Formal Letter/ E-mail

What is the formal style of writing?



The writing will require a response which is consistently appropriate for the specified target reader, and for example, you can expect to be asked to write different kinds of letters. Moreover, their register and style can be formal or informal.


The main characteristics of a formal writing style are:


  • A more complex structure. Formal writing often uses longer sentences. In formal writing, you will also see a more structured approach generally, with points clearly introduced, explained and concluded. Make sure you provide coherence and you reformulate your arguments with high level techniques like nominalizationinversions and passives.


  • An objective approach. Main points are usually stated and then supported with arguments. Formal writing is less likely to be emotional in style. Plus, you should never contract your verbs and make sure you use linkers. Remember you should avoid typical C1 mistakes in English.


  • One of the most common mistakes made by inexperienced writers involves using too personal a manner in a piece of formal writing.


Me, myself, I
Everybody likes to talk about themselves, but when (for example) you’re replying to a newspaper about an article, you should be talking about the content of the article and not about yourself.




Before you start…



Read the task carefully and then… You need to underline all the content points and consider the following:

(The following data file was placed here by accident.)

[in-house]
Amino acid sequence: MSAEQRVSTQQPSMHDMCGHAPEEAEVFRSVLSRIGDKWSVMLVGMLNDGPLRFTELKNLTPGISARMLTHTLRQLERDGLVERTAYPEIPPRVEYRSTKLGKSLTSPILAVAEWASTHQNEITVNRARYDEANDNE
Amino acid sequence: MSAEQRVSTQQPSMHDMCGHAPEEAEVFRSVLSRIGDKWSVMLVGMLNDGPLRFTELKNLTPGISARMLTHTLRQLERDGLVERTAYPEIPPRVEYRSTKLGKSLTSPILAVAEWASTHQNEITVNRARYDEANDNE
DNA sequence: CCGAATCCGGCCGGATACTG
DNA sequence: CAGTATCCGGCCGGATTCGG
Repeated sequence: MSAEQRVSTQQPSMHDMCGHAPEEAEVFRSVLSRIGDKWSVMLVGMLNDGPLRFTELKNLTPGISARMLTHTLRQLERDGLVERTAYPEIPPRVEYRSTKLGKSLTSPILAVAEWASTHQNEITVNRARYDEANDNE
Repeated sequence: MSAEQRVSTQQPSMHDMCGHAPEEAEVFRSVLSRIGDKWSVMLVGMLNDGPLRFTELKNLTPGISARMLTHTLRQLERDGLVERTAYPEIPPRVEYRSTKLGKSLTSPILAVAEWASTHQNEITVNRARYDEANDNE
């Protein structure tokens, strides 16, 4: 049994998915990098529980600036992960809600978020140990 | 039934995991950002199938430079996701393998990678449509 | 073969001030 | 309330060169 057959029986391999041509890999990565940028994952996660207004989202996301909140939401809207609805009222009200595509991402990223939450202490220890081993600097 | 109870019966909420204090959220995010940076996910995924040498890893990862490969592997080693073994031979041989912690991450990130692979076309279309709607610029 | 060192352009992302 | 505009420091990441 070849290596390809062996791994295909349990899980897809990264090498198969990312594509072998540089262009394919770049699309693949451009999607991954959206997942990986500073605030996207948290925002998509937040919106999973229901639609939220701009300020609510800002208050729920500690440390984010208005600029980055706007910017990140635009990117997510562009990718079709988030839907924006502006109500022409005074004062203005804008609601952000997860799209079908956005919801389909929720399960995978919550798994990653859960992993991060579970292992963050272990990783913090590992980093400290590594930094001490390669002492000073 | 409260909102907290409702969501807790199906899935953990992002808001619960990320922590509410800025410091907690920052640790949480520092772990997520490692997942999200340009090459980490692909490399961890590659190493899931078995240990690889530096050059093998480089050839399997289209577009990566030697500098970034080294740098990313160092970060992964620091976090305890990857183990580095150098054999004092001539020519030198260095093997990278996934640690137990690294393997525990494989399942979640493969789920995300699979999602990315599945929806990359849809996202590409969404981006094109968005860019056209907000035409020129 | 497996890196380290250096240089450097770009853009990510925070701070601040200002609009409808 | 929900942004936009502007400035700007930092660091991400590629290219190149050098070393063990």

• Why are you are writing the letter? To correct information, to respond to something you read, to complain about something…


  • Who is the target reader? You may have to write to the editor of a publication, to the city council o whomever the statement tells you to. If you do not know the name of the person you are addressing to, always use «Yours faithfully» or «Faithfully» in the final salutation. 


  • Which language/register would be appropriate to reach my goal? Is there enough specific detail in my letter/email to convince the target reader? Am I being coherent?



The LanguageCert test does not require you to include dates or addresses in any of your letters, whether formal or informal.



 Formal Letter Layout



  1. Salutation


If you do not know the name of the person you are writing to, use this. It is always advisable to try to find out a name:


Dear Sir or Madam


If you know the name, use the title (Mr, Mrs, Miss or Ms, Dr, etc.) and the surname only. If you are writing to a woman and do not know if she uses Mrs or Miss, you can use Ms, which is for married and single women:


Dear Mr Jenkins


or simply


Dear Editor




  1. The first paragraph (opening)


The first paragraph of formal letters should include an introduction to the purpose of the letter. The summary of the letter can be found and the intentions which will be displayed through the rest of the letter should be outlined.


Example 1: I am writing in response to the article on homeschooling I read in the well-reputed newspaper. I was delighted with the outlook on this matter, yet I would like to focus on other aspects which have been disregarded.


Example 2: I am writing about a recent incident in your shop in which I had the misfortune to be involved in. The incident I refer to is when one of your staff stopped me and accused me of shoplifting. 




  1. The next paragraphs (main content)


The second and following paragraphs should provide the main information of the letter, and describe the main purpose mentioned in the introductory first paragraph.  Most letters in English are not very long, so keep the information to the essentials and concentrate on organising it in a clear and logical manner rather than expanding too much.


  • You should always be polite and respectful. A useful way to achieve it especially in formal letters is to use ‘modal verbs’, i.e., would, could or should.